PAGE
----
Workshop Tips – Finding Photos

– Posted in: Garden Photography, Garden Visits

For my recent garden photography workshop at the Denver Botanic Garden I used the theme Finding Photos.  By “finding photos” I ask students to consider the full frame of the camera to create composition within an overall scene that tells their story.

Finding photos at Denver Botanic Garden

It is all too common for any garden photographer, flush with excitement in a beautiful garden, to point the camera at a picture and come away with … meh.

Take your time, work the scene, find the photo, make a careful composition, camera on a tripod to slow you down, and then fill the view finder so that every shape, line, color and texture works together like a jigsaw puzzle.  Read on:

Garden photography workshop, Denver Botanic Garden

I had a fantastic group of students for the workshop, and in the early morning, before the Garden was filled with visitors, we had quiet light while working in the stunning double mixed borders.

As soon as I set them loose I saw them gathered around this Calico Aster, ‘Lady in Black’ (Symphyotrichum lateriflorum). Yes, I required them to bring tripods.

Symphyotrichum lateriflorum ‘Lady in Black’ Calico Aster in flowering autumn mixed border at Denver Botanic Garden

As so often happens in a workshop, the students inspire me. I had not noticed this Calico beauty when I scouted the location, but quickly felt that rush of adrenaline when in the midst of extraordinary plants, with camera, and when the light is right.

What a remarkable combination of plants in this autumn perennial border.  It is late September, in Denver, and in glorious flower!

The ‘Lady in Black’ inspires my rapture ? Then look more closely and not simply take the wide view the border.  Work the scene, find the special photo.

‘Lady in Black’ Calico Aster flowering in autumn mixed border at Denver Botanic Garden

I am always drawn to shapes and color combinations when I make pictures.  The key to using shapes effectively is to enclose them within the frame of the composition. Note here that the Calico Aster uses about two thirds of the composition, with triangles of blue and purple New England asters in opposite corners, and a streak of Red Bistort (Persicaria amplexicaulis) helping to frame the ‘Lady in Black’.

Having the camera fixed on the tripod allowed this careful composition as I studied the scene through the camera view finder while finding the photo.  Using a medium zoom telephoto lens I could compress shapes and very deliberately zoom in and out for a precise framing.

As long as I am working the scene, I tried another composition which really plays off the white of the Aster and the red of the Bistort, while still leaving a bit of a blue triangle in the corner.

‘Lady in Black’ Calico Aster flowering in autumn mixed border in front of ‘Firetail’ Red Bistort

The clever color combinations in this part of the border create an opportunity for some close-up flower photography.  As I have said it many times when discussing macro work, the background is just as important as the main subject.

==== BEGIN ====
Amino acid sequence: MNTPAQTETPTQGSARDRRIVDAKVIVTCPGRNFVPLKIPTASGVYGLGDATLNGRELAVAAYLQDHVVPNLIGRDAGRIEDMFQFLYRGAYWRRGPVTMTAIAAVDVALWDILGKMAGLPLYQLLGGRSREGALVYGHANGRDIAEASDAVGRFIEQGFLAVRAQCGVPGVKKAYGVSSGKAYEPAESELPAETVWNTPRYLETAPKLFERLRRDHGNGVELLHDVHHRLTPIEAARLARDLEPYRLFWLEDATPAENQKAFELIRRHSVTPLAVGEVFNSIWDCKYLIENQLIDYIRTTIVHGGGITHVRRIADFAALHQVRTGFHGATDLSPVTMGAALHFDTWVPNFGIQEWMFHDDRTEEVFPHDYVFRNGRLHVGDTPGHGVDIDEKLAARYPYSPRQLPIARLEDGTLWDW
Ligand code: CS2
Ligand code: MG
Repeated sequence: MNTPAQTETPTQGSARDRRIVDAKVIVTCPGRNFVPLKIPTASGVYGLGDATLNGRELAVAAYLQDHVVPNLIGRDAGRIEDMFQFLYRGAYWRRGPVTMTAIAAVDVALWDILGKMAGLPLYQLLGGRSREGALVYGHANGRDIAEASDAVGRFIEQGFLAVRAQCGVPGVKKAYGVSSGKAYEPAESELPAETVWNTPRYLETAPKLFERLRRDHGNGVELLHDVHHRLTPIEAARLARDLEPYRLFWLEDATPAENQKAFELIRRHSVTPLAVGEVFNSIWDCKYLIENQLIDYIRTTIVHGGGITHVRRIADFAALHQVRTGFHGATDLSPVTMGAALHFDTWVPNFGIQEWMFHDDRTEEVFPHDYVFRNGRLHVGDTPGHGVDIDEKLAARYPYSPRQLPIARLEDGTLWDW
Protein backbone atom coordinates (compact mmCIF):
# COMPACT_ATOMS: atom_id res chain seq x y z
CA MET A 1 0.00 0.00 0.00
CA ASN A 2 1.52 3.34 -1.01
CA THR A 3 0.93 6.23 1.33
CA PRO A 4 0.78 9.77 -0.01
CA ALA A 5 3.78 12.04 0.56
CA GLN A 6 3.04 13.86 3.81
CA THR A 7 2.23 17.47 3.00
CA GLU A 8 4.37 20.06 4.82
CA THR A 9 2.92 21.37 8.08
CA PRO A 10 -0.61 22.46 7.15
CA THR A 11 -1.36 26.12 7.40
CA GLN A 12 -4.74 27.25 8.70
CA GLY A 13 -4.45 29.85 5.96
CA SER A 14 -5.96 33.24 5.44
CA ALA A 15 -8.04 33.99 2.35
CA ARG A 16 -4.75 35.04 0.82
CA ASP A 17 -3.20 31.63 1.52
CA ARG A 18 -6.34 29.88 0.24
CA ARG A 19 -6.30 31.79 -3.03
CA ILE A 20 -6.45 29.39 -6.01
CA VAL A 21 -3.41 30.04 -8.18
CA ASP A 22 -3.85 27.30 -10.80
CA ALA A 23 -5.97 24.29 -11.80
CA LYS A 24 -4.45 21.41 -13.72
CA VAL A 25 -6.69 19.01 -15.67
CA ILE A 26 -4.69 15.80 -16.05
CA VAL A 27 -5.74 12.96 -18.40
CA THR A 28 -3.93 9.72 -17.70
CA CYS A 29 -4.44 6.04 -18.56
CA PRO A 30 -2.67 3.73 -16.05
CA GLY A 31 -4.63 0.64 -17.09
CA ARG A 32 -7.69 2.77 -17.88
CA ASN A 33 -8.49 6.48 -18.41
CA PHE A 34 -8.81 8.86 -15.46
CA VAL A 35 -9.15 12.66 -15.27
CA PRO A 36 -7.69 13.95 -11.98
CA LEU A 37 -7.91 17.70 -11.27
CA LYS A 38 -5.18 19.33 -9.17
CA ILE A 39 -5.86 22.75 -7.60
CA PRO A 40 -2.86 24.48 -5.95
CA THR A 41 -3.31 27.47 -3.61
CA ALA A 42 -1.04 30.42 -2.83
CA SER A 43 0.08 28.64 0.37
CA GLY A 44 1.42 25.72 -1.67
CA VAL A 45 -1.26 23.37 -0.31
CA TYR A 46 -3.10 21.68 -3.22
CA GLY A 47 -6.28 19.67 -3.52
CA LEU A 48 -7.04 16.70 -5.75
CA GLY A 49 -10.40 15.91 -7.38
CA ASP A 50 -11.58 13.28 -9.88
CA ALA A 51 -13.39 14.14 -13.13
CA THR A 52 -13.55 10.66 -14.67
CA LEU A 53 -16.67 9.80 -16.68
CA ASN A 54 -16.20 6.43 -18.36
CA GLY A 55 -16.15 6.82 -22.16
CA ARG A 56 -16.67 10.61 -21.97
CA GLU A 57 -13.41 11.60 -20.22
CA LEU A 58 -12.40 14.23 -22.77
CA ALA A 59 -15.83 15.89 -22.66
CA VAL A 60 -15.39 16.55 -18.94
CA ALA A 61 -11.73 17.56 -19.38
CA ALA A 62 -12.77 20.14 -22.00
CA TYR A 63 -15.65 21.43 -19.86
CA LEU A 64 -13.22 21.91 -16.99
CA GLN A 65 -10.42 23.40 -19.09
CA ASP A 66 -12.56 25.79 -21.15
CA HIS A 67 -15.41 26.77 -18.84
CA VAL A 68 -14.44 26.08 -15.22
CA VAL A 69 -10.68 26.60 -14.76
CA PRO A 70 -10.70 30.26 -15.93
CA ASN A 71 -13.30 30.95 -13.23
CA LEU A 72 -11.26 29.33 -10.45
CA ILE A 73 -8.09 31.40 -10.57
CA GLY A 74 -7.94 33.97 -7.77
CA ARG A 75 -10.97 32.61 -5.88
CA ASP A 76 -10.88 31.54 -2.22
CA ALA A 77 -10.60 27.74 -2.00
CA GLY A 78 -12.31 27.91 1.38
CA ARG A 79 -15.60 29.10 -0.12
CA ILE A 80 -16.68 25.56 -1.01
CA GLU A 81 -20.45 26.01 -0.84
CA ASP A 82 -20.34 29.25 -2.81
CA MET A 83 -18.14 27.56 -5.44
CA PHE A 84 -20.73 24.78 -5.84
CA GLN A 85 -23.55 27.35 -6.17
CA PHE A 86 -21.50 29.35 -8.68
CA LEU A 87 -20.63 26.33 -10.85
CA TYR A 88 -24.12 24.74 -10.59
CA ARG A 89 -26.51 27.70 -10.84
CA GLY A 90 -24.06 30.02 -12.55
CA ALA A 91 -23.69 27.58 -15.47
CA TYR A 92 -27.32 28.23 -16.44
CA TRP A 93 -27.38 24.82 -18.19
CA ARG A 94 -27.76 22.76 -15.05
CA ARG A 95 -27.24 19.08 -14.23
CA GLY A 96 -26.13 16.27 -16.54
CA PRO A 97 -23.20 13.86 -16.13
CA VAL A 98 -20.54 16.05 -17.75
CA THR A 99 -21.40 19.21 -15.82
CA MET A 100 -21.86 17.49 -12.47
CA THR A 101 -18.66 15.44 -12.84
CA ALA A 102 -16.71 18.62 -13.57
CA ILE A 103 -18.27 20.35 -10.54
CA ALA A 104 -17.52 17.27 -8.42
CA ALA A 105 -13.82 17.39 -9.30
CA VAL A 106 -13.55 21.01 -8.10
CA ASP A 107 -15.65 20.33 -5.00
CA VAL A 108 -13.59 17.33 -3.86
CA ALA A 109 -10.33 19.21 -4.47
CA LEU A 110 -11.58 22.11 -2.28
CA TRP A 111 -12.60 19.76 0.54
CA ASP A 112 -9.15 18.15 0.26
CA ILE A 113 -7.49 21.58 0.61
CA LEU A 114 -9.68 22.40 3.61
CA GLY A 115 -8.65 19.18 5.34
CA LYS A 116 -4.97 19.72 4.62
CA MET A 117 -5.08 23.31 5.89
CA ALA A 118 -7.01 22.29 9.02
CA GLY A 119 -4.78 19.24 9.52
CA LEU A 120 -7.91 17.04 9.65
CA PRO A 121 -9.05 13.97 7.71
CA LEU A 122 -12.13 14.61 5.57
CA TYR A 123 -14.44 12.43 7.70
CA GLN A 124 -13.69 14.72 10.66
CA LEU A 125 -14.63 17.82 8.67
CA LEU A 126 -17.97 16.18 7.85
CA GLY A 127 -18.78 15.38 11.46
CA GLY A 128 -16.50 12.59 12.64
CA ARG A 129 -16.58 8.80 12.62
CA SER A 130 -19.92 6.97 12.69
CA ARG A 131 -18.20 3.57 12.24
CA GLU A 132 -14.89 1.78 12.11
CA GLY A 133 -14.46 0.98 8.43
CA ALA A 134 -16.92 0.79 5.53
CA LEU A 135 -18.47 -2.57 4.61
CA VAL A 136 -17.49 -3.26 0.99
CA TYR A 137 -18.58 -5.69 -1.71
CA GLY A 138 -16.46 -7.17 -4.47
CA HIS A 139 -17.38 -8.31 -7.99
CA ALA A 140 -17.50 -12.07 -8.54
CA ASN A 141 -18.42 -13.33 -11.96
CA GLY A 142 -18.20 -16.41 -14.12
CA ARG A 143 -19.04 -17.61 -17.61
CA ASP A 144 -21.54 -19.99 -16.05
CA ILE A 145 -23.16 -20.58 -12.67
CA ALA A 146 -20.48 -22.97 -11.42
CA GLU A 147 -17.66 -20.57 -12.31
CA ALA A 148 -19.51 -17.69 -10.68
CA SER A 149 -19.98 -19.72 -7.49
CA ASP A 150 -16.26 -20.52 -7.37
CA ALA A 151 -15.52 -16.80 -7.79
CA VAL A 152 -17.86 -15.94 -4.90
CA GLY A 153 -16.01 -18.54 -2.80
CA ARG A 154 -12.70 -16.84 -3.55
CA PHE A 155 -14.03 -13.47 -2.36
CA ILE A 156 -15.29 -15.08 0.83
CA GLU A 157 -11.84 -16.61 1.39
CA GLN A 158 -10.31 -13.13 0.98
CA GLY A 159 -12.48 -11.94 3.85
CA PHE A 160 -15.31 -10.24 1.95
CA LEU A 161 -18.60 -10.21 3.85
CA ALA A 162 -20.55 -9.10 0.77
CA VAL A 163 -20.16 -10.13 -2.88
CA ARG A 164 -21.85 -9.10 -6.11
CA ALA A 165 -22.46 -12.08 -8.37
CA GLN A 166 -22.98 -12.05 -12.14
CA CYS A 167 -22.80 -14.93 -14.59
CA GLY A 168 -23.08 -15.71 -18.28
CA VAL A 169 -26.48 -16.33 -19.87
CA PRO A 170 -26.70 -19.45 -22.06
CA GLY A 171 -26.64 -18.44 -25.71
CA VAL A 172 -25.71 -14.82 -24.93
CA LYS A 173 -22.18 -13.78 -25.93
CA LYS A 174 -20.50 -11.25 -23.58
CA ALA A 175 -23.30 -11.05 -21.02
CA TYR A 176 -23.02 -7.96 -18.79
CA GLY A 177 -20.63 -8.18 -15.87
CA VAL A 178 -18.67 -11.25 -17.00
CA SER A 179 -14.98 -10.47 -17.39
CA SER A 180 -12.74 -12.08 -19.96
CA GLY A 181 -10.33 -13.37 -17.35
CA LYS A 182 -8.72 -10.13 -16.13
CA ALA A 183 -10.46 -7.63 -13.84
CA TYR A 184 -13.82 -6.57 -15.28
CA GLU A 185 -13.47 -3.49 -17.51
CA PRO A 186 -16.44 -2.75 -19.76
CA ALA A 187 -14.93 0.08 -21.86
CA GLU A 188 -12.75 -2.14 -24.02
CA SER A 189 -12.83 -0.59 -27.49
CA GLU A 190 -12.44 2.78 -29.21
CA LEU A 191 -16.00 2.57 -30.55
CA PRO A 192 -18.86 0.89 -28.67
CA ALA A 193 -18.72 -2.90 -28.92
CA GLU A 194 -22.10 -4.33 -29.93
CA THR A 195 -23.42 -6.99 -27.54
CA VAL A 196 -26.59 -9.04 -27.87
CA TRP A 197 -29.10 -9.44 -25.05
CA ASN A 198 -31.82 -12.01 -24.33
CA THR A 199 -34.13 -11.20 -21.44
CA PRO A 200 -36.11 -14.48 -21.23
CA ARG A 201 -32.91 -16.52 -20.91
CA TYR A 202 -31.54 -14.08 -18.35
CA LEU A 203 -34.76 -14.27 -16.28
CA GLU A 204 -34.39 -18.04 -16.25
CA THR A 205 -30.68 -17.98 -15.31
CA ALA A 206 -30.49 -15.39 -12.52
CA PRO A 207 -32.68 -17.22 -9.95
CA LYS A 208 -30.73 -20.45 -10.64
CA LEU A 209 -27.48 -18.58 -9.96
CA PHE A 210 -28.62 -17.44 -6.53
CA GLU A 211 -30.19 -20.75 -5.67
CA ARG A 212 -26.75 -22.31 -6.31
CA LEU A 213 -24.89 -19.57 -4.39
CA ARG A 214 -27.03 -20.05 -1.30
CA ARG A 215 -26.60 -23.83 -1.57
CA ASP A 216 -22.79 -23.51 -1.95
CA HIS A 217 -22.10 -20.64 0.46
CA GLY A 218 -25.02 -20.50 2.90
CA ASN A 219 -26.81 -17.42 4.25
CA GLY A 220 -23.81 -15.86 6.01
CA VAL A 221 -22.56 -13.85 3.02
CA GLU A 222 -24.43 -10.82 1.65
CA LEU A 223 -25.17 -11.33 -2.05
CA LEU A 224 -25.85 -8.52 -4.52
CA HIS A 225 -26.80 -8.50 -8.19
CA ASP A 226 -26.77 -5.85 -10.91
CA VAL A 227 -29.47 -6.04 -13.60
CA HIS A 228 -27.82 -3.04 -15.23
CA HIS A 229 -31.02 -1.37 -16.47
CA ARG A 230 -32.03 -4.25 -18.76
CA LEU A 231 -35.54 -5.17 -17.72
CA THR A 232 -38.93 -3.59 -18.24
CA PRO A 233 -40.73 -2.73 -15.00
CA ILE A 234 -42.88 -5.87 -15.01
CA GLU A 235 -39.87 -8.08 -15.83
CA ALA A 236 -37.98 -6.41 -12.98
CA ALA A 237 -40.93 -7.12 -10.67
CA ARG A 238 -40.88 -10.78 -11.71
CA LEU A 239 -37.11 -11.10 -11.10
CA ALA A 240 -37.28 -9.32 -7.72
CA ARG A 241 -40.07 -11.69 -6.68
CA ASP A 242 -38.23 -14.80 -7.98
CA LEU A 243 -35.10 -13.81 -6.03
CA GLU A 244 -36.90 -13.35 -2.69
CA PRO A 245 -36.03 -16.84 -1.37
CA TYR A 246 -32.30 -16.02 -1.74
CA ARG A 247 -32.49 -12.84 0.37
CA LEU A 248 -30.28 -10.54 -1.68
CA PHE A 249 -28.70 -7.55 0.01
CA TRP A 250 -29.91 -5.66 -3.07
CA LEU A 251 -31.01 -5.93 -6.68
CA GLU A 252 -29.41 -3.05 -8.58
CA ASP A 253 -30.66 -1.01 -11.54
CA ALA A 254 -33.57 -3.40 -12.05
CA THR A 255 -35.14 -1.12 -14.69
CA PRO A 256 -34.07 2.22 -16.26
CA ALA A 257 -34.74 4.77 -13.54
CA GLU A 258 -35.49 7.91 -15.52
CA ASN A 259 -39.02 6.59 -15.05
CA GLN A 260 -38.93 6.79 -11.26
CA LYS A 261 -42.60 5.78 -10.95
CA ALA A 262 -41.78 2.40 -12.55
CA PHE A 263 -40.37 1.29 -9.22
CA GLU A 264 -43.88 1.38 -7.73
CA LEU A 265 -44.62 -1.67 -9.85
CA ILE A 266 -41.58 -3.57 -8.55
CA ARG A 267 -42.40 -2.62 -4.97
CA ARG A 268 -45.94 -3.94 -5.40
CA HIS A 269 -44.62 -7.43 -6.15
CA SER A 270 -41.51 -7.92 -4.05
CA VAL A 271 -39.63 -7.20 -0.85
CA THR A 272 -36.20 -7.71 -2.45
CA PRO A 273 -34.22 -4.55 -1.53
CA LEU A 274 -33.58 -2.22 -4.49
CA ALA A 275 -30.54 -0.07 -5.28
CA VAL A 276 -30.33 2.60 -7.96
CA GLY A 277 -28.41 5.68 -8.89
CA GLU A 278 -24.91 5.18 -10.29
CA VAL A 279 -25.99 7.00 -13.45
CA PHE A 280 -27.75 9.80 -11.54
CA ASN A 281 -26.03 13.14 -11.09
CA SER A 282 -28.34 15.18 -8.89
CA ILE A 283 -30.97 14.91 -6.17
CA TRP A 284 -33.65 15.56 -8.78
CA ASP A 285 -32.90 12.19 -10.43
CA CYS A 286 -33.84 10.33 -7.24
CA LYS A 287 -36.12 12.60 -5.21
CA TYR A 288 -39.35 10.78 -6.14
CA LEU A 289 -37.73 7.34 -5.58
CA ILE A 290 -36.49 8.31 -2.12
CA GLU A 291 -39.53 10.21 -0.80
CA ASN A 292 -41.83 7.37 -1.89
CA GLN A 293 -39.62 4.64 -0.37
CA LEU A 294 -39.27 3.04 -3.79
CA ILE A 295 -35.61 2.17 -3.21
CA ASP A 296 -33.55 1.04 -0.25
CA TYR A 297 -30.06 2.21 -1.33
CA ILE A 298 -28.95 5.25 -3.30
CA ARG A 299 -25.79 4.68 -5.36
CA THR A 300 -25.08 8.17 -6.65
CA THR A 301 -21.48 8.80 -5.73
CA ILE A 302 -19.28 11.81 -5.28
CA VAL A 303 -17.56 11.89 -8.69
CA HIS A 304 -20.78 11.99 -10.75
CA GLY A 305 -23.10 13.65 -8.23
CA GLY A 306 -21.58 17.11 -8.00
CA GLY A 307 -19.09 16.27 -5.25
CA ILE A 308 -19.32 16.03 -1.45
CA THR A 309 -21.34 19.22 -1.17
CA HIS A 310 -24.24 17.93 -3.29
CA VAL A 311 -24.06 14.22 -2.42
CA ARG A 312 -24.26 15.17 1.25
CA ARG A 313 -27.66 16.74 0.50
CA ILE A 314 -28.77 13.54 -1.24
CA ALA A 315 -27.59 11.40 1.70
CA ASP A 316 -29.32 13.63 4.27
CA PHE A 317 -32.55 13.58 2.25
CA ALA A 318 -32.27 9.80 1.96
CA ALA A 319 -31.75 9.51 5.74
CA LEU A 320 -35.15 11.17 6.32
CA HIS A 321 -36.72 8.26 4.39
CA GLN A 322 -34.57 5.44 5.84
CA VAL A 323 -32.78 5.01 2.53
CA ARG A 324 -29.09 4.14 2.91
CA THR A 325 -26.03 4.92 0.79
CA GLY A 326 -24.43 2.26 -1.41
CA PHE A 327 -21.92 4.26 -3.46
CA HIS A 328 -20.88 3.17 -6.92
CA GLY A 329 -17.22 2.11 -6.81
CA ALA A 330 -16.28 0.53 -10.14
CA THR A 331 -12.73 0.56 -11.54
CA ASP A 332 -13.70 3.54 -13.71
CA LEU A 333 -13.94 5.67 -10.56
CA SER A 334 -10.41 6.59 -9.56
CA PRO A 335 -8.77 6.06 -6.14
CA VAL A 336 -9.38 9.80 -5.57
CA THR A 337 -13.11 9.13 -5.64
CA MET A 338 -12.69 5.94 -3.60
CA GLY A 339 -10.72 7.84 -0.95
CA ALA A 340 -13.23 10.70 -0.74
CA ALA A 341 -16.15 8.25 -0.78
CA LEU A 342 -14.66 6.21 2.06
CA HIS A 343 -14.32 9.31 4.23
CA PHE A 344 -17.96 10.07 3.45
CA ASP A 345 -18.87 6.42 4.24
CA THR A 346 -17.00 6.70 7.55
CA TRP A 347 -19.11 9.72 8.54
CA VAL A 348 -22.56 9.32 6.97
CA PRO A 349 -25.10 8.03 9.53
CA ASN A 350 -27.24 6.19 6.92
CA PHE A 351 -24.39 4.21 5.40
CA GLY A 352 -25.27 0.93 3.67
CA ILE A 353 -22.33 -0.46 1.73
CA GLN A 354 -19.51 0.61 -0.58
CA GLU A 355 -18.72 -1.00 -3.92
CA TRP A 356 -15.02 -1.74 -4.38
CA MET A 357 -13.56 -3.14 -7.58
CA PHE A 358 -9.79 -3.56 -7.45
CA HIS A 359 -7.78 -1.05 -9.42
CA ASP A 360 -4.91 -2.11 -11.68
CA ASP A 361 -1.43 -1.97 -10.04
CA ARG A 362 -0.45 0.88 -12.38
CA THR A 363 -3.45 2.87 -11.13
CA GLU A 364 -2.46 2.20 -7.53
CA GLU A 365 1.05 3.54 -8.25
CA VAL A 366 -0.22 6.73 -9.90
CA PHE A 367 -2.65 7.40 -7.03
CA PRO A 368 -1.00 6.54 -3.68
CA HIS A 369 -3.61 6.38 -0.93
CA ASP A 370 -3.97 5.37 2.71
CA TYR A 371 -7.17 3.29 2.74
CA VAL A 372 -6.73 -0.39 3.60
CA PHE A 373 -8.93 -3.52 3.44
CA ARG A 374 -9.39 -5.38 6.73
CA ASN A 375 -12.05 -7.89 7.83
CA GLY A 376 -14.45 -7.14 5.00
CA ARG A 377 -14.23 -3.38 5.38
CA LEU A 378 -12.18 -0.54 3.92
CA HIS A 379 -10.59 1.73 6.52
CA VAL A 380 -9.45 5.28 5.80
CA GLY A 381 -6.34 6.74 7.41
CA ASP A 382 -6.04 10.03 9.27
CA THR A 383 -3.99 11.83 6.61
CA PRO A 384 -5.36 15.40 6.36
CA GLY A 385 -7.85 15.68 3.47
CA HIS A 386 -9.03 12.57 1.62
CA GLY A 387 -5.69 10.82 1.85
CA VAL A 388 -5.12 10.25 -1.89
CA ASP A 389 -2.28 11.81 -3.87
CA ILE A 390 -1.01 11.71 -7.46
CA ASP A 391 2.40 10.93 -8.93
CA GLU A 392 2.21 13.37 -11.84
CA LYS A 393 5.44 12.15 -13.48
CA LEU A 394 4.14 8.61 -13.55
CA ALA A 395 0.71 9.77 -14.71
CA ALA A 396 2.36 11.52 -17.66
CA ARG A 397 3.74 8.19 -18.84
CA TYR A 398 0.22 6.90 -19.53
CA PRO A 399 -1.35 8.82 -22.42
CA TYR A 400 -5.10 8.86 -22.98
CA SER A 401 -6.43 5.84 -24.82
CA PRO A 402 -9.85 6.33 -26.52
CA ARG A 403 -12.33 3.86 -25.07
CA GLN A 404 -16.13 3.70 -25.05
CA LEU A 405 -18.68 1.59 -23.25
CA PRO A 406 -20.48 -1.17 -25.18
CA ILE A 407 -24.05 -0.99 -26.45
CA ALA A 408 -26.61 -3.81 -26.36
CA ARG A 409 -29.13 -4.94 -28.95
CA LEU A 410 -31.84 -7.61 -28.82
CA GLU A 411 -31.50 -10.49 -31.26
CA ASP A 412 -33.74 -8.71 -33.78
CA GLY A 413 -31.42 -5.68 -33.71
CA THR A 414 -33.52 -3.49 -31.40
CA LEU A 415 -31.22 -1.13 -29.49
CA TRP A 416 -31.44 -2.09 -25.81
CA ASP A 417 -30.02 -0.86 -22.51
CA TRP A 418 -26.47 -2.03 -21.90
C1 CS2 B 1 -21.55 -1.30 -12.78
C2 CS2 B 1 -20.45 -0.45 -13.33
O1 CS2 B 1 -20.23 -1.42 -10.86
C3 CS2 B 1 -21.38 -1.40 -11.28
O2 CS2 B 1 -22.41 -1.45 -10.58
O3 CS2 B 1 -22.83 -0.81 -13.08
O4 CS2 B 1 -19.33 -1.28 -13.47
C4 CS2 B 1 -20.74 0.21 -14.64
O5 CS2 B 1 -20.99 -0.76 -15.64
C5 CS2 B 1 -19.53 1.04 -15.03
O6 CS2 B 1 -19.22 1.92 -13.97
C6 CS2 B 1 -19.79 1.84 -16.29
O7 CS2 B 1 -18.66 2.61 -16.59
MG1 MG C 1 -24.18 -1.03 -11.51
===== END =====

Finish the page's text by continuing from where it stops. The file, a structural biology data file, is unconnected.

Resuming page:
Remember that magenta flowered New England aster underneath the ‘Lady in Black’?

Asters in autumn mixed border at Denver Botanic Garden

Looking closely at her flowers I noticed the centers were purple, so by coming overtop I could place the purple asters behind the white one and echo the colors just as the gardener surely intended.

Symphyotrichum lateriflorum ‘Lady in Black’ Calico Aster flowering at Denver Botanic Garden

Then if I want to come in really close, I can compose to take full advantage of the shapes created within the frame around the white flowers.

Symphyotrichum lateriflorum 'Lady in Black' Calico Aster (aka Aster lateriflorus Michaelmas Daisy) flowering at Denver Botanic Garden

Symphyotrichum lateriflorum ‘Lady in Black’ Calico Aster

Whenever you find a good situation when shooting the garden, be sure to walk around it and look back the other way.  Very often good combinations look good from many angles.

Symphyotrichum lateriflorum 'Lady in Black' Calico Aster (aka Aster lateriflorus Michaelmas Daisy) flowering in autumn mixed border at Denver Botanic Garden

Autumn mixed border at Denver Botanic Garden

See any photos looking back this way?  Want some more tips?

More examples on finding photos from this view are found on the companion blog post on PhotoBotanic: Denver Workshop – Find the Photo

And for more ideas and lessons on Finding Photos check out the ebook “Think Like A Camera”  the second in the PhotoBotanic Garden Photography Workshop series.

 

Saxon Holt
Saxon Holt is the owner of PhotoBotanic.com, a garden picture resource for photographs, on-line workshops, and garden photography stories. An award winning photojournalist and Fellow of The Garden Writers Association with more than 25 garden books, he lives and gardens in Northern California. PhotoBotanic - Garden Photography online at www.photobotanic.com. https://photobotanic.com
Saxon Holt

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2 Comments… add one

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Adam October 14, 2017, 11:56 am

Beautiful flowers. Nice combination of plants. Do they require a lot of care, are they resistant to sunlight?

Saxon Holt October 14, 2017, 12:19 pm

Thanks Adam. This border at Denver Botanic is in the sun, the hot son of an arid Steppe climate. To any gardener one look at these borders indicate careful planning and care but they are all very tough plants

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